Textiles & apparel courses, such as patternmaking and draping, seem difficult to translate into an online course since students need to learn how to use tools and equipment specific in the textiles and apparel fields. Reading chapters in our book, taking quizzes, and writing essays is one thing, but the actual skill of learning patternmaking or draping techniques is difficult to teach online in my opinion. Part of this belief stems from the joy of making mistakes in class and using them as an opportunity to teach and guide the student through the process. I often welcome mistakes as it gives me a new teaching opportunity with something that was never put in the lesson plan. Although, unlike the time when I was in school, we now have Youtube with free content where you can learn patternmaking. We also have inexpensive craft sites where you can learn sewing skills, patternmaking, draping, etc. including specific skills such as how to make jeans for a fee that is smaller than tuition at colleges and universities. Students today live online and it is important to acknowledge that they learn there as well. They want a quick and easy tutorial and often teach themselves how to do things by watching those online videos and courses. I spoke with Marianela Manzanares, Professor of Psychology of Personality at the Universidad Metropolitana. She teaches hybrid classes, which are a mixture of both in-person classroom instruction and online teaching. She caught my attention with her beautiful videos that introduce each chapter that the students will cover. They are mini-movies and really draw you into the lesson. Prof. Manzanares said that her students “get a first approach to the subject online so when they have to be in-class or in-person they are benefitted by that introduction.” But she kept emphasizing that it “has to be entertaining. You have to make an introduction that relates to their lives. It should be something that is relevant to current events in their lives today and in the world and their country. Something relevant to their world as well as current or you will lose their interest and they will start looking at social media or shopping online” She added “I think students enjoy learning online and you just have to catch them first and then you will have a successful student. But the human contact is more important because you can be there to motivate them and to show your passion about the subject and that is something you can’t translate online because that it is contagious. That is why I think the hybrid model is ideal.” Prof. Manzanaras said she makes “a little documentary to introduce a theme with music, video, voiceover, special effects and animations. She adds that the university “trained me to do that part and the rest I learned to do myself because I liked it and wanted to learn more to make well produced video clips. But I wish I knew the technical aspect of making online video and programming better in order to entertain students in this digital era. They are entertaining themselves all the time with online content, and you have to top that so I wish I knew that technical part better.”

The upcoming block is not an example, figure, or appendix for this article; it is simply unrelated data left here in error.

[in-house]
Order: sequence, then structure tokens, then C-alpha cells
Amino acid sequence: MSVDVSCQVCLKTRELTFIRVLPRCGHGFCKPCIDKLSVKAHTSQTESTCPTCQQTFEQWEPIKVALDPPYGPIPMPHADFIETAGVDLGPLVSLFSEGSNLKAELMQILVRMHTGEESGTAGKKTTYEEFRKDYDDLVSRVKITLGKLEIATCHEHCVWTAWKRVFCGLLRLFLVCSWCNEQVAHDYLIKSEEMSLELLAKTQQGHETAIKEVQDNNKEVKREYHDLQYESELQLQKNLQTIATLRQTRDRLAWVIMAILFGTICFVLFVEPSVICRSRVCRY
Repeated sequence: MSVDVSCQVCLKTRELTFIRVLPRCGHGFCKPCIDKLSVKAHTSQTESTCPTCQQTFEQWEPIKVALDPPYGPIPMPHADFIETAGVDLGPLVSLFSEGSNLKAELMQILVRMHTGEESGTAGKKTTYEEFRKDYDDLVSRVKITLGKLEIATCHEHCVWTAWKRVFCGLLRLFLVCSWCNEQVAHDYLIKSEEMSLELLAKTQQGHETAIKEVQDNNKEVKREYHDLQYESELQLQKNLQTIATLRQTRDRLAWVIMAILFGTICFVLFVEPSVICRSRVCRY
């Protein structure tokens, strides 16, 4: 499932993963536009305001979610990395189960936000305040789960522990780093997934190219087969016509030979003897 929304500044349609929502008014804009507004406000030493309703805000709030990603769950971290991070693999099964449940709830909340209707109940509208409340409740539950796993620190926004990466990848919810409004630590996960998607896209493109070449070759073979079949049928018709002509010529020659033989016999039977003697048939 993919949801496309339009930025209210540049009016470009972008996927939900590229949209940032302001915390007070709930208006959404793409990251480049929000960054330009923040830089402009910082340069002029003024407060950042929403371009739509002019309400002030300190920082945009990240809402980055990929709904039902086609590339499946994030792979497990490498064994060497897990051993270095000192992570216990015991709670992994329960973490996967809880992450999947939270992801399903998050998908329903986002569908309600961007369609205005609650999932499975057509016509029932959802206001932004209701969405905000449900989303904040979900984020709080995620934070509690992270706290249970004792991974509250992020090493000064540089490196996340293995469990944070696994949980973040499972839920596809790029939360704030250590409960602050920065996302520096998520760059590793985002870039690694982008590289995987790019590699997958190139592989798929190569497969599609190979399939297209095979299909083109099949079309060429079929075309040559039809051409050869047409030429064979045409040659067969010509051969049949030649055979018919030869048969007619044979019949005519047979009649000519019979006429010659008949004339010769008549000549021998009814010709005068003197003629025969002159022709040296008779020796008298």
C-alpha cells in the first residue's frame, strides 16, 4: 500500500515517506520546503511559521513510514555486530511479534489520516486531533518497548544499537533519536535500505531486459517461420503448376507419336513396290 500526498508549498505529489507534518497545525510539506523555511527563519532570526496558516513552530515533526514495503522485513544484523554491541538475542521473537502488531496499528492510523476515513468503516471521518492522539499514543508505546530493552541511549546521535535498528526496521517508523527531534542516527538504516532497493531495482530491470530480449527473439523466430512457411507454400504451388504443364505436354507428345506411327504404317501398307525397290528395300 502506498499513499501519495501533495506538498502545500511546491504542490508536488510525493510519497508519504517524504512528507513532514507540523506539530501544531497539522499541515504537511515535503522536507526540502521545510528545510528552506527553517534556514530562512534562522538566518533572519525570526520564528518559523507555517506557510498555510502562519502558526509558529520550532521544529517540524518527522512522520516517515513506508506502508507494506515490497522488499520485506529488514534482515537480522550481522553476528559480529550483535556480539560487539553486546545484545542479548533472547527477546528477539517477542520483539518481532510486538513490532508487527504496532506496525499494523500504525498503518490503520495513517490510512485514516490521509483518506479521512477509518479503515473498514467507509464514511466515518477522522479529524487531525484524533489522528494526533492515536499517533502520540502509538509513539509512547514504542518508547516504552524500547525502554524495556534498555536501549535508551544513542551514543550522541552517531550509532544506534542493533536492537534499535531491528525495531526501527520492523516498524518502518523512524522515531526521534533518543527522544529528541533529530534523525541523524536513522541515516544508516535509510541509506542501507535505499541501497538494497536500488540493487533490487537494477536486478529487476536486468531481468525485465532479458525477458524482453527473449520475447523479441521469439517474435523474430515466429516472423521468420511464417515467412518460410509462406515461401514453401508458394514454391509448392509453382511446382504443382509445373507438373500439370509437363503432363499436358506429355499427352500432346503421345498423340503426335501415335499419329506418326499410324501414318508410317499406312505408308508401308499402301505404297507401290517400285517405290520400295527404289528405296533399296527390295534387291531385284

Are you familiar with hybrid courses in the textiles and apparel fields? Have you found that it is successful or so you prefer the traditional approach of classroom only teaching? Please leave your comments below and I look forward to hearing from you.